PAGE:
It is rare that I am not asked how people can get to know each other better or more quickly, mostly from people who want to meet their life partner as well as those who want to network more effectively. I don’t know if you have ever given it much thought, but it seems to me that inquisitiveness is simply part of being human. If that weren’t the case, why do millions of people watch the endless number of reality shows on TV? Scrutinizing the lives of people around us satisfies a profound yearning or at times, just frivolous curiosity, but it can indeed be satisfying. It’s one of the reasons that so many of us enjoy chitchatting with strangers when we’re thrust together by chance. Research is beginning to indicate not only where that curiosity comes from, but also how you can best satisfy that yearning.
In Canada, the University of Waterloo’s M. Mahdi Roghanizad and Cornell University’s Vanessa Bohns, explored the role of in-person vs. email-based communication in interpersonal persuasion. It shouldn’t come as much of a surprise that they discovered that email isn’t as persuasive a medium as you might think. The authors point out that there is something about those face-to-face exchanges that you won’t find in emails, no matter how personal you think you’re being when you compose it. In face-to-face communication, Roghanizad and Bohns note it’s hard to say “no” to a person, in person; “it feels bad to let someone down.” Unlike emails, in-person interactions rely heavily on trust, which stimulates empathy in the listener.
Scrutinizing the lives of people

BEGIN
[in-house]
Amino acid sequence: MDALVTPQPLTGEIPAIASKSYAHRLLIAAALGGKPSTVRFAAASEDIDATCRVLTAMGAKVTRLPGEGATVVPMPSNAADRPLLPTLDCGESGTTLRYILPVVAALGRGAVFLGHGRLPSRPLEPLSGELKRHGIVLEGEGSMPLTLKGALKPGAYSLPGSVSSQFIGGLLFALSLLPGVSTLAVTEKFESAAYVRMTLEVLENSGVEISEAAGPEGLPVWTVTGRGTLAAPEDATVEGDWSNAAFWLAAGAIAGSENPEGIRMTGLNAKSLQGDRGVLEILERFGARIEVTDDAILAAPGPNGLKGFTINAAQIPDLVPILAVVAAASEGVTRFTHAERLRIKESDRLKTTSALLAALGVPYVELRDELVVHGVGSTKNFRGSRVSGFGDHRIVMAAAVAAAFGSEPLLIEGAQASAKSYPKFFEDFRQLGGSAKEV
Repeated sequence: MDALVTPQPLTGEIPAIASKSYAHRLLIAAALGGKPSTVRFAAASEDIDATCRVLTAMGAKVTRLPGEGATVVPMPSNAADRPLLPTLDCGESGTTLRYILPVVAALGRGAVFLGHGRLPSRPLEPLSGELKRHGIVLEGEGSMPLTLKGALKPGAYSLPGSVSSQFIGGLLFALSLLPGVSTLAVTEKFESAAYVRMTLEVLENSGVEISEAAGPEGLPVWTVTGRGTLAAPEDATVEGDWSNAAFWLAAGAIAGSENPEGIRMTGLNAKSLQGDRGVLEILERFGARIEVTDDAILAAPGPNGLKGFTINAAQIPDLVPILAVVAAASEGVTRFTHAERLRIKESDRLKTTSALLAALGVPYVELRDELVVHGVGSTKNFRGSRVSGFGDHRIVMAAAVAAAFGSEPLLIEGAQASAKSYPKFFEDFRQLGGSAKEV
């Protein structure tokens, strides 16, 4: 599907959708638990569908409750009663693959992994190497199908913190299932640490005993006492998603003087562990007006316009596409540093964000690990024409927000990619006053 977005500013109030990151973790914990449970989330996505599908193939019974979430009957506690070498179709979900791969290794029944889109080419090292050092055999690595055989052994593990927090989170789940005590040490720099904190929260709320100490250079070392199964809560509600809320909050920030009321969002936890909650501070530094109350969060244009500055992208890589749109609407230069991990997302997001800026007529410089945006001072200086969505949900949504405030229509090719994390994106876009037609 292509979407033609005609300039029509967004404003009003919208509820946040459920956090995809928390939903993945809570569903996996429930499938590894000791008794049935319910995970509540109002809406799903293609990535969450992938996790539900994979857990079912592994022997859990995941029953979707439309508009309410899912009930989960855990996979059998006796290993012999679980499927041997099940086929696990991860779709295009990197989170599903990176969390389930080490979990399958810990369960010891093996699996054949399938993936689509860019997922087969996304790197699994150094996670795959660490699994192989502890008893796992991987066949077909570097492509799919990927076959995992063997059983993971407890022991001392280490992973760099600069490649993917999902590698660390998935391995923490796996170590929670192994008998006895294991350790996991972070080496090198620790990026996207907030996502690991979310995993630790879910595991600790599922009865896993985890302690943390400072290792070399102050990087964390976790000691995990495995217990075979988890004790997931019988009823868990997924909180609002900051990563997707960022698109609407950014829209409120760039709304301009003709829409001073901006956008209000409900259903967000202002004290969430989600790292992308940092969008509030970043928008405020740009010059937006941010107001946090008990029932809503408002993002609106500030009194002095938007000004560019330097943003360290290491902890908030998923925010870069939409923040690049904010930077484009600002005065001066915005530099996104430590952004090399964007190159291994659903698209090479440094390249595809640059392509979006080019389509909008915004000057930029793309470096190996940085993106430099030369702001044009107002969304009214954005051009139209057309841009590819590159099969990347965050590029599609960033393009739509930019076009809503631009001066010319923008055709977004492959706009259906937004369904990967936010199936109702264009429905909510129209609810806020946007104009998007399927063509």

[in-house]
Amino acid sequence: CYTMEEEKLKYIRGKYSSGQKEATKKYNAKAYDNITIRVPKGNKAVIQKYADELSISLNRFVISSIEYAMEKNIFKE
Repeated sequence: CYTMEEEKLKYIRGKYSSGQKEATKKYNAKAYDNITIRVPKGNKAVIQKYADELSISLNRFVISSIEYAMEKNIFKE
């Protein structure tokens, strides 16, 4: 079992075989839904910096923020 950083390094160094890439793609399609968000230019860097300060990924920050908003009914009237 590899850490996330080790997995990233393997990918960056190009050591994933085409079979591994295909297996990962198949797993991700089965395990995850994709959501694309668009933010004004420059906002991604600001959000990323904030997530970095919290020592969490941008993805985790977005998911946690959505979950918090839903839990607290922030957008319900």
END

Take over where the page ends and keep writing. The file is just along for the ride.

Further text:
around us satisfies a
profound yearning or at
times, just frivolous
curiosity, but it can indeed be satisfying.
So when you want to meet or talk with people, don’t be shocked to learn that establishing trust is key for the other person to feel that it’s okay to tell you about themselves. As trust and empathy go hand in hand, you also want them to feel that you care about what they are experiencing in the situation you are sharing together. Keep in mind that it’s not just boredom or curiosity that are the key to getting strangers to open up to you. It is genuine interest.
There are lots of times when it can be helpful to get new information from the people you meet. You might learn how to better manage the situation you are in, such as whether those Macy’s coupons you’ve missed out on can be downloaded on your smartphone, saving you a couple of bucks. You might also learn something interesting that you didn’t know about some place you’ve always wanted to visit. Learning about someone’s emotional troubles can also be helpful if you learn something that allows you to better cope in your own life. You just never know, do you?
In these situations, remember your mom’s advice about you learning more from the other person as compared to what they learn about you. We all have heard it said that people who meet on vacation say or do anything because “I’ll never see them again.” But remember, the rule of “six degrees of separation.” You never know who other people might know and describing bad habits or stories about your personal life can lead to problems when you get home. Even gossiping about someone from your hometown or workplace can lead, embarrassingly, to the subject of your comments. The things you say can circle around and catch up with you as though the words had a mind of their own.
Learning about someone’s
emotional troubles can
also be helpful if you
learn something that
allows you to better cope in your own life.